A tale of two emirates
SHARJAH is just about the last place on earth I would have associated with books, so I was pleasantly surprised to learn that the Gulf emirate has been holding an annual book fair for over 30 years. This year, the focus was on Pakistan, so a bunch of writers from our country were invited, including this one.
The event was held in the large Expo Centre, and publishers from over 50 countries had set up their stalls. Obviously, the Arab-speaking world was strongly represented, but Indian, Pakistani, Chinese and European publishers were present as well, making it a truly international event.
The Sharjah Book Fair enjoys the active support of its emir, Shaikh Sultan bin Mohammed Al-Qasimi, an enlightened ruler who has been a strong advocate of education and culture. In fact, he is deeply involved in running the American University of Sharjah, his pride and joy. I was invited to speak about my book, Fatal Faultlines, to students at this striking campus, and the facilities were certainly world class. In fact, it is widely considered the finest university in the Arab world.
I was proudly told by a senior faculty member that Al-Qasimi had personally designed much of the campus. I could well believe this as the buildings reminded me of a film set for Arabian Nights with vast domes and large expanses of tiles connecting the various departments. Cleaning and air- conditioning these huge spaces must tax the resources of even this rich emirate. The students I spoke to were extremely bright and articulate; clearly the university attracts the cream of young people from the region.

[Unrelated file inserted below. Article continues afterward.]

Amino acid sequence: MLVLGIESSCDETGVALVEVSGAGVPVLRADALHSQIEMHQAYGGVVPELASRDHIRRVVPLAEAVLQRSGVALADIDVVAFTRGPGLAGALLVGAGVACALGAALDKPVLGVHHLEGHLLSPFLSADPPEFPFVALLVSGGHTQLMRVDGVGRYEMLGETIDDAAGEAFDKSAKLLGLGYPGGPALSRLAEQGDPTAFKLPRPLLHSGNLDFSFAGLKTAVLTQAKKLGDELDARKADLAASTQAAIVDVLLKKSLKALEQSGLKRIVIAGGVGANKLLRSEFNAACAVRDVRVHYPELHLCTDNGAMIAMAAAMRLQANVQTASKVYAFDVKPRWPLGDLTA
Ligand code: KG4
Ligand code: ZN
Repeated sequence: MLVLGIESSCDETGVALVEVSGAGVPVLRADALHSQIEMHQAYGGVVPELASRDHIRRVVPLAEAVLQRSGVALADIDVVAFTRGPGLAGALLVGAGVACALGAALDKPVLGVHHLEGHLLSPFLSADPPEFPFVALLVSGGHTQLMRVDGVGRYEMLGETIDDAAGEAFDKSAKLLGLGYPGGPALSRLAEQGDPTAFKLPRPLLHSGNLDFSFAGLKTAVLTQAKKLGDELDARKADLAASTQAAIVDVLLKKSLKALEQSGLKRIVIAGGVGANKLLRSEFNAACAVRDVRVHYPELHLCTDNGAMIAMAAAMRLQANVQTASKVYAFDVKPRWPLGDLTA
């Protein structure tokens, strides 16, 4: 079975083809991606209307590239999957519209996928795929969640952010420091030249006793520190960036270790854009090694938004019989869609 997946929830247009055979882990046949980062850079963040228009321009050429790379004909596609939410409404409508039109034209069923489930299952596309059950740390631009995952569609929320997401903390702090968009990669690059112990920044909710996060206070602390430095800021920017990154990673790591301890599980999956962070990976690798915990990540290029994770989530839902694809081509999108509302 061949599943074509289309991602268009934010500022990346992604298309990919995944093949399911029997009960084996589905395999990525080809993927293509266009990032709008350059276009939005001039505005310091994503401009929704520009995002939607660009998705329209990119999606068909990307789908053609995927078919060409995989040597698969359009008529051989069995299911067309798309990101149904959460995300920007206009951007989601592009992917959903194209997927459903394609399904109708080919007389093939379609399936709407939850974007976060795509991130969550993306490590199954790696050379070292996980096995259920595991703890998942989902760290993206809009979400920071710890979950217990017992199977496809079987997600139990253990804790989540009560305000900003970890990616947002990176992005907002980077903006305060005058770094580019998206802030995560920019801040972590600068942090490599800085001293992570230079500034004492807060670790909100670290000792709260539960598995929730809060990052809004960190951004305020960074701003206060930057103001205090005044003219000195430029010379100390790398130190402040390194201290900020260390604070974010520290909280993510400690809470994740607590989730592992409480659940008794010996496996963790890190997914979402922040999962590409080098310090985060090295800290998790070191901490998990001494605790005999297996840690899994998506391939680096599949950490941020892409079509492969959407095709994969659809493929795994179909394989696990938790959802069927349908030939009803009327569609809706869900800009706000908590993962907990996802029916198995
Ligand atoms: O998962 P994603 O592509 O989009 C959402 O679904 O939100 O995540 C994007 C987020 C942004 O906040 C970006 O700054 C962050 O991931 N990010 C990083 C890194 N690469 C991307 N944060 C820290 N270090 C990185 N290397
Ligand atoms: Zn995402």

I was a bit taken aback to learn that the entire faculty was composed of expatriates, and all had some connection to the United States. The student body of over 5,000, too, reflects the demographic diversity of the population of the UAE. Only 15 years old, the university is already playing a big role in producing welleducated graduates.Although I was present for only four days of the fair’s two weeks, I was impressed by the large crowds milling through the Expo Centre. Last year, the event pulled in over 500,000 visitors, and I’m sure this year’s book fair will draw even more. I was asked to join a panel of local journalists for a discussion about the place of cultural reporting in journalism. I was puzzled by the theme, but then discovered that writers had a grouse with editors of the UAE press over the limited space and importance their articles on culture received. I made the point that for me, there was no dividing line between culture and politics: indeed, culture pervades every aspect of our lives.
For years, I had considered Sharjah to be a suburb of Dubai, but after spending a few days there, I realised that the two emirates differ in important ways. Dubai has seen an enormous investment in buildings and infrastructure in recent years. Wide, multi-lane highways and flyovers criss-cross the emirate, and a sleek, modernistic overhead train traverses much of its length. Tall skyscrapers – many of them halted in mid-construction during the recent slump – dominate the cityscape.